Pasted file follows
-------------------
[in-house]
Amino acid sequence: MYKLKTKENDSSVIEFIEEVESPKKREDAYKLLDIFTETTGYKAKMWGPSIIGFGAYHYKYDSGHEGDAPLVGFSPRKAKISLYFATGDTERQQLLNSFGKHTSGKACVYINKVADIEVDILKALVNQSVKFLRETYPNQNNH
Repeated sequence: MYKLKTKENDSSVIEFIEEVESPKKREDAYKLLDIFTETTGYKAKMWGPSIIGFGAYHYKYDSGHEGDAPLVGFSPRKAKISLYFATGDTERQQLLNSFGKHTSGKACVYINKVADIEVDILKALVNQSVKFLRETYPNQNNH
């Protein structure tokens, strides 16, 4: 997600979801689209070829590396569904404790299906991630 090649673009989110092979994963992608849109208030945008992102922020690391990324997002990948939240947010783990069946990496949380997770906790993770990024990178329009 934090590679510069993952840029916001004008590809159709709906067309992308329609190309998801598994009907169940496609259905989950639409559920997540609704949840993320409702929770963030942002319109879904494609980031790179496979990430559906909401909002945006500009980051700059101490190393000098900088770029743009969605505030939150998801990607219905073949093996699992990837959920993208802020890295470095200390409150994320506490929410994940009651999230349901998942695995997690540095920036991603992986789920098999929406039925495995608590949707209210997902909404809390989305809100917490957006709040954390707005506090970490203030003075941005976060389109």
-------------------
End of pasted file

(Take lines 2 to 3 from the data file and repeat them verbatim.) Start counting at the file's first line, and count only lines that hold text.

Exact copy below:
Amino acid sequence: MYKLKTKENDSSVIEFIEEVESPKKREDAYKLLDIFTETTGYKAKMWGPSIIGFGAYHYKYDSGHEGDAPLVGFSPRKAKISLYFATGDTERQQLLNSFGKHTSGKACVYINKVADIEVDILKALVNQSVKFLRETYPNQNNH
Repeated sequence: MYKLKTKENDSSVIEFIEEVESPKKREDAYKLLDIFTETTGYKAKMWGPSIIGFGAYHYKYDSGHEGDAPLVGFSPRKAKISLYFATGDTERQQLLNSFGKHTSGKACVYINKVADIEVDILKALVNQSVKFLRETYPNQNNH